In this blog piece, our Comic Relief intern Martha Salhotra talks about her experiences with the charity and how she discovered the true meaning of ethical journalism.
Working in the charity sector is something I had never considered – but that was until I saw a role advertised by Creative Access to work in the Editorial team at Comic Relief. I have gravitated towards a career in journalism for a few years now, and when this opportunity came up, I jumped to apply.
It was during my interview that my manager mentioned how Comic Relief was about ‘ethical journalism’, a phrase that has really stayed with me. It’s only more than halfway through my placement that I’m beginning to learn the ropes and understand exactly what ethical journalism means for a charity as big as this.
As an Editorial Assistant, I’ve had to play a huge part in creating relationships of trust between the editorial team and the beneficiaries Comic Relief supports – especially since they are the ones we rely on to make a campaign successful. Without people willing to reveal their personal stories, we would not be able to show how the funds that are raised eventually transform lives. I very quickly learned that the Editorial team are the guardians of both the people and the brand, and our priority is always to take care of those we work with.
Through working with some of the most advanced journalists at Comic Relief, I have learned that nothing matters more than the welfare of those we write a story on. Journalism here is about assessing risk and making the individual the absolute centrepiece of your work. It’s about not victimising people but remembering to humanise individuals who haven’t had much control over certain situations.
Since working at Comic Relief, I have had the chance to visit projects we fund and see first-hand who it is we help through the money that is raised. After sitting in on interviews and helping to write stories, I was given the chance to interview and write a story on a domestic violence survivor who used a Comic Relief-funded food bank to get her life back on track. Gathering such stories has been an eye-opening and extremely humbling experience, and I have left many project visits feeling overwhelmed after meeting those that Comic Relief helps. During the story-gathering process I have learned how to craft questions carefully in order to dig deeper, but also learned how to be careful and consider that those on the other side are often fragile, needing time and patience when they are asked personal questions by a journalist. One thing I have had to understand is how to adequately respond to people who have had a rough life – I’ve been taught that it’s important to remain objective but continue to empower the individual. In terms of writing a story, my mentor summed up journalism at Comic Relief in one sentence: ‘‘what would you tell your friends?”. I think this will help not just when I write emotively, but when I write any story at all.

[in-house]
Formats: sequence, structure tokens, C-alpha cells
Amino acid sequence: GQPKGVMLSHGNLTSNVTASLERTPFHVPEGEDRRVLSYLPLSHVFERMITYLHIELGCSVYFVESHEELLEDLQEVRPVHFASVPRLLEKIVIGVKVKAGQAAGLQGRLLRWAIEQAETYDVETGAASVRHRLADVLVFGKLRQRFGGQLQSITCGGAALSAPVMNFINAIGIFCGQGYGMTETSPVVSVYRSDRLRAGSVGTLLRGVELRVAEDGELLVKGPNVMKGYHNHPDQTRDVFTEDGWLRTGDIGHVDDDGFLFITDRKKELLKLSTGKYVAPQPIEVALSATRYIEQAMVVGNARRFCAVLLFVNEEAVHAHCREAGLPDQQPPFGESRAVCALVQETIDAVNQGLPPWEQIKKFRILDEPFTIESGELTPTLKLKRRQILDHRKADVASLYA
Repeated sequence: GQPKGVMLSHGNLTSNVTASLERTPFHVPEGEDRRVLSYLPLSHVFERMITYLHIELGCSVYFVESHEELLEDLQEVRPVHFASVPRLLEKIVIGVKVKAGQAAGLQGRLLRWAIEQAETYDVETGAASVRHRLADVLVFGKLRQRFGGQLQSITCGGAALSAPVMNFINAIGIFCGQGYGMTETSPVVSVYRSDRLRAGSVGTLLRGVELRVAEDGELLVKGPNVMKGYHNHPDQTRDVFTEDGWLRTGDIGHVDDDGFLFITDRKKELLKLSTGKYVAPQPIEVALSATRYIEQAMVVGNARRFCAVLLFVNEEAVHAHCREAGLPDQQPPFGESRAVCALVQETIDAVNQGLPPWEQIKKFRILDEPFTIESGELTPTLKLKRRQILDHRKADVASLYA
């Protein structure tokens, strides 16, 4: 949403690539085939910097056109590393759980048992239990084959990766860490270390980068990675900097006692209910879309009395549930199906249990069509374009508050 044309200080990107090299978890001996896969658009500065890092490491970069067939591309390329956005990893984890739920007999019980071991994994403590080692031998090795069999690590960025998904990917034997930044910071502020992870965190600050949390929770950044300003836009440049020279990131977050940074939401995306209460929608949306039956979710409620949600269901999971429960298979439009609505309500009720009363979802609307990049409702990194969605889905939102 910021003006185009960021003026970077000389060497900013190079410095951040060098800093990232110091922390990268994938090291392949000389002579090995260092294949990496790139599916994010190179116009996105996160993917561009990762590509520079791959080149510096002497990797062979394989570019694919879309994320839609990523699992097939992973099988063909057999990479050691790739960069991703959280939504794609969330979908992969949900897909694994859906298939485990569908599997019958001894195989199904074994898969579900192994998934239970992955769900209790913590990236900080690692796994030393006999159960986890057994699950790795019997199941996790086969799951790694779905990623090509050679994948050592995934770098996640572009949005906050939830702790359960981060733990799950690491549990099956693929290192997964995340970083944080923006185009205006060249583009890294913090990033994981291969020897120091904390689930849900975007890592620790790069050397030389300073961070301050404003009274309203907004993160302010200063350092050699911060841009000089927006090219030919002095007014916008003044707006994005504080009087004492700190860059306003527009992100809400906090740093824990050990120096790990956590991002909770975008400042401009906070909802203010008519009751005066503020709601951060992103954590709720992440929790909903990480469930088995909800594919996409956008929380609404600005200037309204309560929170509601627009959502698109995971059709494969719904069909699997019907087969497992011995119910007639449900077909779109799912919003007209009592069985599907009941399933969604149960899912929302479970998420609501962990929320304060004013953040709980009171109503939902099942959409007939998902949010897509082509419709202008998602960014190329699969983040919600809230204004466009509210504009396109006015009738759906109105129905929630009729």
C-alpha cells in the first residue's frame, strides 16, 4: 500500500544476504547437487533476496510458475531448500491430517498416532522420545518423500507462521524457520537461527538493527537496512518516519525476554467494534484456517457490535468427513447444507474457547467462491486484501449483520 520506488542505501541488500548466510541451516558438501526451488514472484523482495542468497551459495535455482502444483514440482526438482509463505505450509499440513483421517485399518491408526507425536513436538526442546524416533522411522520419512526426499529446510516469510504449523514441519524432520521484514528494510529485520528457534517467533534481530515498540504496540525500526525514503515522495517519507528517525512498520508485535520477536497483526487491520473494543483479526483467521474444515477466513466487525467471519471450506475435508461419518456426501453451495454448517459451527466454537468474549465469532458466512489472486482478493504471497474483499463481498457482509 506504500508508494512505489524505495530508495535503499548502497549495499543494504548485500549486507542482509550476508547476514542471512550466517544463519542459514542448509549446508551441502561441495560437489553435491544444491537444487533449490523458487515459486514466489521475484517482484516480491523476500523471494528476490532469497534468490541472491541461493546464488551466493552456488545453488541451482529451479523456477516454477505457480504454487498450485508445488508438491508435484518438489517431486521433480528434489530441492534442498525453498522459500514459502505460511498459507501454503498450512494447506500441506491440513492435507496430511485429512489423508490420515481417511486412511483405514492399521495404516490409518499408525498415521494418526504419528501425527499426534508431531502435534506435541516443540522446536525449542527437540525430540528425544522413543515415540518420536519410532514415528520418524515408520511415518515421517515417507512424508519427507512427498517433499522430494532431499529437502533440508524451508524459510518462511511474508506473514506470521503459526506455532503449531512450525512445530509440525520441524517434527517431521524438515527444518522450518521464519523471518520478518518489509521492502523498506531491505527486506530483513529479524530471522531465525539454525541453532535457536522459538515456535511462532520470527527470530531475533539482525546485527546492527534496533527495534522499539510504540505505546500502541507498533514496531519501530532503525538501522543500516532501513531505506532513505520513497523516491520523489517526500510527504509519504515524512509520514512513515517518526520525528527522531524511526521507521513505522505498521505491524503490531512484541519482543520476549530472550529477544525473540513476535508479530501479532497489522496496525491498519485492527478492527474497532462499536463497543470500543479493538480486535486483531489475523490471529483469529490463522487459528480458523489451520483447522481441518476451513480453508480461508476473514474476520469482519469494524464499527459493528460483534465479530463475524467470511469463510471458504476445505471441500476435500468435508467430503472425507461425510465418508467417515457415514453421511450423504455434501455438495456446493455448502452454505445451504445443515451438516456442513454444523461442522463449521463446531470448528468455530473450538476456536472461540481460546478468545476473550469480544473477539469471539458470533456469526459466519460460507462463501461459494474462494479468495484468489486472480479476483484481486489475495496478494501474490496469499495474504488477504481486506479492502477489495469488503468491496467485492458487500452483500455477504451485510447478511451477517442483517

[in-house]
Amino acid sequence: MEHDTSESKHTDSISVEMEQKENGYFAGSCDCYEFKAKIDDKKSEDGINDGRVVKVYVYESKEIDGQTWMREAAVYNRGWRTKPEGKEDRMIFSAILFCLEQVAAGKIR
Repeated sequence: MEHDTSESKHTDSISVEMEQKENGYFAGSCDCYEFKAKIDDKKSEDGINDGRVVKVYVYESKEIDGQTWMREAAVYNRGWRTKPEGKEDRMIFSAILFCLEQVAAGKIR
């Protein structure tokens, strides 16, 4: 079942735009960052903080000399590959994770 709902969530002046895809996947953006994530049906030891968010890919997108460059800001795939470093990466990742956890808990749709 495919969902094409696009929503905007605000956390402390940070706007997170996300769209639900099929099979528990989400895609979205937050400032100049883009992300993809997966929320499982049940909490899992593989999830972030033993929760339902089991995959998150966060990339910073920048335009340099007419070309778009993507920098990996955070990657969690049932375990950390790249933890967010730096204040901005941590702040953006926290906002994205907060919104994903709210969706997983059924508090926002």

I have also been heavily involved with sourcing the all-important fundraisers who bring in both awareness of the Sport Relief campaign but also, raise essential funds to support those struggling across the UK and internationally too. Finding fundraisers through social media has been an exercise in researching and picking out stories to drive our campaign forward. Sussing out a story has been a skill I have honed during my time here, and to then write and see it in print in national or regional outlets has been ever more fulfilling. I’ve had the chance to speak to a range of different people, all united by one thing: Comic Relief and its aim to help people. It is a direct result of the ethics behind our journalism here that we begin to garner support and trust with both our fundraisers and those we help.
Not only has this placement taught me about the human side of journalism that the charity sector embodies, but it has taught me the basics of organisation, attention-to-detail, accuracy and being a team-player that can work under pressure and support the rest of the team. In the next few weeks I will be assisting with some celebrity visits to projects and gathering fundraiser stories at the Sport Relief games weekend. As someone who is still finding her way, I think the charity sector is stimulating, increasingly challenging but most of all, exceptionally rewarding. An ethical brand of journalism is something I would encourage anyone starting their journalism career to pursue.